Get ready for NSX phase 0: Migrate from a…

The distributed switch (vDS) is a really nice piece of software within the vSphere environment. It offers a variety of very useful features (NIOC, Health Check, Central management, LACP, LBT, Netflow, and so many (features with fancy abbreviations) more). Especially if you want to move to NSX the distributed switch is mandatory. Since analytics showed me that views about my vDS blogposts are increasing it seems that there is a demand for the vDS within our virtualized environments (it’s still an enterprise+ only feature)


VMware Advocacy

Licensing VMware vSphere for VMware NSX

If you are using vSphere 5.5 Update 3 or vSphere 6 then NSX does not require a vSphere Enterprise Plus licence however if you are using vSphere 5.5 update 2 or earlier then a vSphere Enterprise Plus license is required.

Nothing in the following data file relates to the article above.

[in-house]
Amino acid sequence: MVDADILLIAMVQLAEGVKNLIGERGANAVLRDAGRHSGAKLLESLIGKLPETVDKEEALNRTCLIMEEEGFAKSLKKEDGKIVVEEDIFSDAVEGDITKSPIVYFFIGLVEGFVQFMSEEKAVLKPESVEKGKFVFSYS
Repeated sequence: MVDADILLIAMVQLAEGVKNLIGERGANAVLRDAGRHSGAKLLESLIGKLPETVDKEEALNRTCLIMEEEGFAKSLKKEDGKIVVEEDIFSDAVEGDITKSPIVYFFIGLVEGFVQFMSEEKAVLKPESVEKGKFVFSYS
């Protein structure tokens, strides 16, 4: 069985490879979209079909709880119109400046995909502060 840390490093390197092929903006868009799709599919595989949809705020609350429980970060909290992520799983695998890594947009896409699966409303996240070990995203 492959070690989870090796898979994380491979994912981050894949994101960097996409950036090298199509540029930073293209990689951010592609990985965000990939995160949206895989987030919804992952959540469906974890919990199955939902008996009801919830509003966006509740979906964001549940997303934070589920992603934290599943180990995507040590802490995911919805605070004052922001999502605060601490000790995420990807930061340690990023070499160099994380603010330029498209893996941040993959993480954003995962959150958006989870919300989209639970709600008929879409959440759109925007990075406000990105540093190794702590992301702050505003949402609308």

This is because NSX is based on the vSphere Distributed Switch which is part of the Enterprise Plus licence feature set.

Reference: http://kb.vmware.com/selfservice/microsites/search.do?language=en_US&cmd=displayKC&externalId=2135310

Another VMware Cloud in Action — The Hut Group…

Another VMware Cloud in Action — The Hut Group Maximizes Online Retail and Minimizes Revenue Loss with Cloud-Based Disaster Recovery

Another VMware Cloud in Action — The Hut Group…

With more than 60 websites ranging from health and beauty to fashion, The Hut Group needed to reduce downtime to zero. As one of the fastest growing companies in the United Kingdom, The Hut Group has a lot to lose — up to £500,000 a day — if its sites were to go offline. The […] The post Another VMware Cloud in Action — The Hut Group Maximizes Online Retail and Minimizes Revenue Loss with Cloud-Based Disaster Recovery appeared first on VMware vCloud Blog .


VMware Advocacy